There are restaurants whose customers won't let them close, and the 70-year-old Galley in Santa Monica is one. When its owner died 15 years ago, a customer bought the place just to keep it going. So the Galley continues much as it always has, serving an unapologetically old-fashioned range of steaks and seafood in a room cluttered with hokey nautical gear.
A lot of people can remember "living" at Tom Bergin's Tavern in Los Angeles for some hazy period of their lives. Like a village pub in Ireland, it serves as a community living room--one with a brick floor and walls the color of crude oil, full to the brim with jovial suds drinkers and fans of its Taven Burger.
Taylor's Steak House has been a Koreatown beef-eater's haven for two generations. Eight years ago a La Canada-Flintridge branch opened, and it has acquired a comfortable patina of age. Taylor's diners know what they want: a decent drink, a solid plate of broiled cow and not the slightest bit of trendy edginess.
Chez Jay in Santa Monica is what you might call festively informal, with sawdust and peanut shells on the floor, an awning over the bar and Christmas lights year-round: It's a great, down-to-earth place to have brews and talk about life without feeling like a grousing loser. It serves pretty good steaks and seafood too.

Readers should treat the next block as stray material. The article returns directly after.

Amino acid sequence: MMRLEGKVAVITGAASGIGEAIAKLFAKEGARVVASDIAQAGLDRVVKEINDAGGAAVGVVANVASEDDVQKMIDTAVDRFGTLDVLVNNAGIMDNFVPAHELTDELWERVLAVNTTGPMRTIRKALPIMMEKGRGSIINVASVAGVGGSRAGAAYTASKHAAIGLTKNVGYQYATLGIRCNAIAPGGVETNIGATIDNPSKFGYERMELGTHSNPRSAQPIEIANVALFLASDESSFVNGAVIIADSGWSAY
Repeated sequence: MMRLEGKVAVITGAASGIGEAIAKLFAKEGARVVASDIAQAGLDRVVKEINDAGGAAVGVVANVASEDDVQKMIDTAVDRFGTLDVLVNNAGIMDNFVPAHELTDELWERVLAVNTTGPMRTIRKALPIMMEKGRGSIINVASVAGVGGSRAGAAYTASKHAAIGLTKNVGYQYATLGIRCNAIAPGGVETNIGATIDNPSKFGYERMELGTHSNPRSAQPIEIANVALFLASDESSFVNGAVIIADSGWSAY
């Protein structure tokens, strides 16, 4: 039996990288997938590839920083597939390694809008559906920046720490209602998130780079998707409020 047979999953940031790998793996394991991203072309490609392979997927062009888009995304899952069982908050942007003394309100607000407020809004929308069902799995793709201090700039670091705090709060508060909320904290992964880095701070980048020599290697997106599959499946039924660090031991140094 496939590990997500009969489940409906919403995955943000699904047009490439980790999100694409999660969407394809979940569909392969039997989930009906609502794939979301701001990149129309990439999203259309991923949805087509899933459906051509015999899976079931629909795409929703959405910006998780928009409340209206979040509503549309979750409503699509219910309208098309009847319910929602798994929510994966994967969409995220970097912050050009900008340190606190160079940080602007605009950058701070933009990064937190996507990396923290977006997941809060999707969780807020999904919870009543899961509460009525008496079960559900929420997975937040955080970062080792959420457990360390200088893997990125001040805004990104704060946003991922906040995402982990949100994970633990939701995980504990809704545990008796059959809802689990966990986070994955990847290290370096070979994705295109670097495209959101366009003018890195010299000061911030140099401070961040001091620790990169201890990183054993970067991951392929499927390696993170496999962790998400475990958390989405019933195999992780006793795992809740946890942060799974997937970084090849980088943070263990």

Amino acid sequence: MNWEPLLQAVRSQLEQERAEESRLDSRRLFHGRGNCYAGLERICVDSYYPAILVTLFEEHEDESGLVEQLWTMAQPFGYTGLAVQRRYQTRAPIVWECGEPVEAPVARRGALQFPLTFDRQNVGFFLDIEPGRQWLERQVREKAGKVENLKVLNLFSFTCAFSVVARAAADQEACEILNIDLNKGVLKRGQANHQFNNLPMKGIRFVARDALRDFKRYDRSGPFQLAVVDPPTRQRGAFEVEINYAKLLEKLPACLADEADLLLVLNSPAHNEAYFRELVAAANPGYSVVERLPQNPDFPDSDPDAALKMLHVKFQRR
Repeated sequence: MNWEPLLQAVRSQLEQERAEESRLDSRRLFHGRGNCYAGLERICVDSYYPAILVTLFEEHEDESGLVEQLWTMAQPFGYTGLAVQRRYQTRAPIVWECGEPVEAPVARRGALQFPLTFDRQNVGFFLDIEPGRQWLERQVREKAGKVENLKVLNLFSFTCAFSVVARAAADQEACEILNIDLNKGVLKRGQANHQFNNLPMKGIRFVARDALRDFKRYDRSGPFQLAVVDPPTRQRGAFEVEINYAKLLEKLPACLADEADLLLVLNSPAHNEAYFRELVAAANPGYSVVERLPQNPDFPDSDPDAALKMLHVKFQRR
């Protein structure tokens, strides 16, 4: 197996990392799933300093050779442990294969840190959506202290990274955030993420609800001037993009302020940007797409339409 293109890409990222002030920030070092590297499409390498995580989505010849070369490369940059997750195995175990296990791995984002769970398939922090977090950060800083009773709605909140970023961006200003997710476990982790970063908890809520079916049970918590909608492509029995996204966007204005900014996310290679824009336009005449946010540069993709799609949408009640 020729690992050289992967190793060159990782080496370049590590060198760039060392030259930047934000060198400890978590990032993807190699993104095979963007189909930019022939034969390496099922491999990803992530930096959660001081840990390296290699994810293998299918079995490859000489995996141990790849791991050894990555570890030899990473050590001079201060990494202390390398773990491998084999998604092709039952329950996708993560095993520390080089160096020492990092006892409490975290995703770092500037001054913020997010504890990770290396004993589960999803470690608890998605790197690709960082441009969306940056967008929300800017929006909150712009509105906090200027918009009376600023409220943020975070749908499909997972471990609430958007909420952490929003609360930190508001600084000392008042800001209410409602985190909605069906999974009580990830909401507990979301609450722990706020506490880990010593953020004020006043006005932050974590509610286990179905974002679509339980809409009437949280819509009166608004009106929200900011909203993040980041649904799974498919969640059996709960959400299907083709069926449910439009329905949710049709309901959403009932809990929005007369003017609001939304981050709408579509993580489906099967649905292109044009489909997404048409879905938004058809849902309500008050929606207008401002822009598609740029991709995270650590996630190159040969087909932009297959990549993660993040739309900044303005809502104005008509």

Woody's Wharf has been a Balboa Peninsula party place since 1965, moving steaks, seafood, happy hour snacks and oceans of booze to ever-thirsty Newport Beach--especially the sailing crowd who can tie up their boats right at the restaurant dock.
Even on weeknights, Father's Office in Santa Monica tends to have a crowd, drawn in part by a long list of upscale beers. But another reason to come to this plain, narrow room is its outstanding bar food --mostly its tapas (Spanish cheese, olives and cured meats)--as well as its most famous item, the bacon, arugula and blue cheese Office Burger.